Spring Lake, NC, USA –As a brush fire raged in the foothills east of Payson and Spring Lake earlier this month – coming within feet of some homes – everyone’s first concern was keeping the flames at bay.
But as she watched the fire from a nearby church parking lot, Kim Wolsleger was concerned about something else damaging her neighbors’ homes. “The real problem is going to be when it rains,” Wolsleger said. “The mud is going to come down.”
A downpour triggered a mudslide in Santaquin at the site of the 2002 Molly fire, causing millions of dollars in damage to homes in Spring Lake and Santaquin. Federal, state and local fire officials are certainly aware of such scenarios and are taking steps to prevent it happening again. Their strategy: replanting undergrowth and installing silt fences and electronic devices to alert people when a mudflow may be coming.
“I don’t think they’re expecting it to happen, but we’re planning for it,” said Barbara Gardner, Wasatch Front area manager for the state Division of Forest, Fire and State Lands – one of several agencies meeting Wednesday to flesh out home-saving strategies.
The Spring Lake fire started Aug. 1 when a downed power line ignited dry brush. Winds quickly whipped up the flames, causing them to jump draws, devour cheat grass and burn brush and oak over 760 acres. The inferno forced the evacuation of more than a dozen homes and the Maple Dell Boy Scout Camp.
Fire crews from the Forest Service, Bureau of Land Management, Utah County and cities as far away as Salt Lake City launched a combined ground and air assault, snuffing flames by Aug. 5. But fires also destroy the plants and roots that hold soil together on steep slopes when it rains.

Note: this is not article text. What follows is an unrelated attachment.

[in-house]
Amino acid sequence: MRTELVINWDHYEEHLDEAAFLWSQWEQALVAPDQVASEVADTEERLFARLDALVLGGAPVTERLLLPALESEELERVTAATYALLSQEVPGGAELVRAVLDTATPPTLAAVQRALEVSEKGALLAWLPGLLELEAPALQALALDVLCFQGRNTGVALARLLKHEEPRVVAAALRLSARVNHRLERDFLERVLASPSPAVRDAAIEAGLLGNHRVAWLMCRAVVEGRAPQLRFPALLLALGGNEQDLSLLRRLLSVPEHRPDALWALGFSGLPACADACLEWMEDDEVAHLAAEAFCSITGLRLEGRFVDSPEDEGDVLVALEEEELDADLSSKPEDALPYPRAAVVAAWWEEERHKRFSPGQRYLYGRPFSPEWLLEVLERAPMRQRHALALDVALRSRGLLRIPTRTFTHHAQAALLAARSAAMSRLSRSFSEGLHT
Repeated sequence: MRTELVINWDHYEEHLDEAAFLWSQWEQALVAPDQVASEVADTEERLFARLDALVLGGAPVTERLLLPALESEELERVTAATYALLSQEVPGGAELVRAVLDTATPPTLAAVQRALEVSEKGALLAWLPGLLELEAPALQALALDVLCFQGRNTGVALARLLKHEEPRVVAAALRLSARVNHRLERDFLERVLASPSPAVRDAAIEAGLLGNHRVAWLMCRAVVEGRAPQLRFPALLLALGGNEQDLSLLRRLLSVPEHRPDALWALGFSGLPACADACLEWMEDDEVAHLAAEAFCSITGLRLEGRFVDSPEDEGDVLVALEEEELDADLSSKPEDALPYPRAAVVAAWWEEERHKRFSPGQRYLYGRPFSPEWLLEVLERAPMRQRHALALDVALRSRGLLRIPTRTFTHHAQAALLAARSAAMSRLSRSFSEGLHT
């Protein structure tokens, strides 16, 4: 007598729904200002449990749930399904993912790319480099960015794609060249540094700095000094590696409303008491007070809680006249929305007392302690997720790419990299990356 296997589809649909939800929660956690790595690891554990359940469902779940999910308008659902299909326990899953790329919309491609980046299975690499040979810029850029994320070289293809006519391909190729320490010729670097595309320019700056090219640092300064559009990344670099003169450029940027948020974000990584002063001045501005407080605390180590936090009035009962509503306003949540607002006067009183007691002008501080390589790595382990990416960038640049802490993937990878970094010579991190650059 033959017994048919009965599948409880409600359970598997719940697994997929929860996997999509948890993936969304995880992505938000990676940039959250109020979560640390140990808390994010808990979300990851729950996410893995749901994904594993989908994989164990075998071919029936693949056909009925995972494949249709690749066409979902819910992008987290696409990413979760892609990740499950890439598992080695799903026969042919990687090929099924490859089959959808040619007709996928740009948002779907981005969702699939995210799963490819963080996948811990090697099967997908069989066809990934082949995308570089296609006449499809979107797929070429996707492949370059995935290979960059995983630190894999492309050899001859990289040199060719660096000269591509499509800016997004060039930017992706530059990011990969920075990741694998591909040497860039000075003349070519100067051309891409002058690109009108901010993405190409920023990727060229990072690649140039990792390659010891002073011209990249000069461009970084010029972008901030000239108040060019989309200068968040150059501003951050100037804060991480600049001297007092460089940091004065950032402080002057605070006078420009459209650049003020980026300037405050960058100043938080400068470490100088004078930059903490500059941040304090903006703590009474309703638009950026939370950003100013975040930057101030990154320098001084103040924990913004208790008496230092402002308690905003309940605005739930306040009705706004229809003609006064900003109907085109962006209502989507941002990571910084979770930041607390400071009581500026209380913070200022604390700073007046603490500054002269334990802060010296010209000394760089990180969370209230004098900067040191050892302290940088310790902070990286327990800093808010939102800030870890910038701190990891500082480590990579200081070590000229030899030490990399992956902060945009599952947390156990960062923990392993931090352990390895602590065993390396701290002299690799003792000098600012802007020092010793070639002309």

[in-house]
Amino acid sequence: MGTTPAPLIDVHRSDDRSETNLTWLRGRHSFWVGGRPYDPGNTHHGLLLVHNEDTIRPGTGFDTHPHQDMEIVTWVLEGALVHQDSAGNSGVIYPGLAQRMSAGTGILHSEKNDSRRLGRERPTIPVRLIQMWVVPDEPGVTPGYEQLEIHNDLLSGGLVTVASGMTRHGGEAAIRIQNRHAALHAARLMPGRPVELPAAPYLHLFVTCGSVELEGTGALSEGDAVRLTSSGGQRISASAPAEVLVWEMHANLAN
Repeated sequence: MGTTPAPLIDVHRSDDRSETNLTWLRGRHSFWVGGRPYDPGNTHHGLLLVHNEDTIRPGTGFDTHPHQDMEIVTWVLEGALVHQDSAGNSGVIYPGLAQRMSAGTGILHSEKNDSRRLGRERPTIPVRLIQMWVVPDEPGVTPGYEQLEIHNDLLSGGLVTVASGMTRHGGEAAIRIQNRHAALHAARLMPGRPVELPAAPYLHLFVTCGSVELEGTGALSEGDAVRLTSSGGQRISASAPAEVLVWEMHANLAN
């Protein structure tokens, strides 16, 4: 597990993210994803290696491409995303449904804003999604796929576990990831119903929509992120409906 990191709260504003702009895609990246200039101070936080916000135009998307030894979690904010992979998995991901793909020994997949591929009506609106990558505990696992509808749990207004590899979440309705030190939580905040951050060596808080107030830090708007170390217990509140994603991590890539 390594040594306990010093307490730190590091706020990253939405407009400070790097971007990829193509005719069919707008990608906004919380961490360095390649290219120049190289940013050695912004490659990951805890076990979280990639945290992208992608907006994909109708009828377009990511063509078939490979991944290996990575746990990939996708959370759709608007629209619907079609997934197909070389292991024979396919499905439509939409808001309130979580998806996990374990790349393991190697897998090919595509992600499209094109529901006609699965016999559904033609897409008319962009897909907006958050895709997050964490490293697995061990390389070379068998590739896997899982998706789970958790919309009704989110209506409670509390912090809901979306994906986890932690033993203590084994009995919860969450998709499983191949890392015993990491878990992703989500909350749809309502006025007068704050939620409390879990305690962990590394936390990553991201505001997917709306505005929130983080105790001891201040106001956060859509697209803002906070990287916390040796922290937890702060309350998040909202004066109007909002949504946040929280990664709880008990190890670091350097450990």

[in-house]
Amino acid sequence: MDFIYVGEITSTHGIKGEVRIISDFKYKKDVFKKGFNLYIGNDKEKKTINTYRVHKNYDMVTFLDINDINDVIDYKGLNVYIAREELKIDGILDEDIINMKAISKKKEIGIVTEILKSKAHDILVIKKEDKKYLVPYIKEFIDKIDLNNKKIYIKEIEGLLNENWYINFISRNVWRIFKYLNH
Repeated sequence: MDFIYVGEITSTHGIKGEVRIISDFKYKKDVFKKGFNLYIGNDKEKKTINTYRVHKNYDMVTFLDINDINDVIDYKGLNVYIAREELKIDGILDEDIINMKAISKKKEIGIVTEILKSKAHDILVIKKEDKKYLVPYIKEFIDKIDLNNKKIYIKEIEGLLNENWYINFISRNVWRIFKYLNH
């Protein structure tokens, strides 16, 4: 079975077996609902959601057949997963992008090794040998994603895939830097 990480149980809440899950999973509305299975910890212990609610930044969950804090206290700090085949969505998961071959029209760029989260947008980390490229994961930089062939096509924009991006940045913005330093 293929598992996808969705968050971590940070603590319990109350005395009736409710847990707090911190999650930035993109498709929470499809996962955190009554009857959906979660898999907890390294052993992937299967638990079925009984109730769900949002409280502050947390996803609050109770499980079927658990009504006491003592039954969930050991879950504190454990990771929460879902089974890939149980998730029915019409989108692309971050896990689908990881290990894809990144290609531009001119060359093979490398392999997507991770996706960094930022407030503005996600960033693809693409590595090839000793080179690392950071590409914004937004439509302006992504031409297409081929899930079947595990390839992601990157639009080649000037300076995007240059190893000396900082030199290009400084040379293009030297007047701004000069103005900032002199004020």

After the Devil’s Den fire in 2006, Oak City, in west-central Utah, was flooded last year with torrents of mud and rocks. Forest Service spokeswoman Loyal Clark said a hydrologist has examined the Spring Lake fire area and the fire didn’t do as much damage as originally thought.
Wildfires sometimes burn with enough heat that they destroy the soil’s ability to absorb water, Clark explained. “It wasn’t as severe as the Molly fire,” Clark said. “But there will always be a potential for runoff.” Reseeding the burned-over soil and replacing plants will work in the lower Spring Lake fire area, Clark said. But Forest Service land near the top of the mountain is too steep.
Gardner said the agencies could use less-flammable plants to replace the cheat grass that served as tinder for the Spring Lake fire. She’s also looking at cleaning up the dead trees and dry brush on the Payson Canyon side of the ridge to prevent future fires. But plants take time to grow, and heavy rain is not likely to wait.
Clark said installing silt fences could capture some of the debris that would be washed downhill. Also, officials want to find a way to warn authorities and residents when trouble is coming.
Dave Bennett, Utah County’s emergency-services director, said he was told that an electronic weather station is being installed on the mountain that will send a signal to police dispatchers if a critical amount of rain falls. Police would notify residents to stay out of their basements, put sandbags around their property or get out before the mud hits.
Payson Fire Chief Scott Spencer said the city is bringing in sandbags to help property owners prevent flooding from hitting their houses.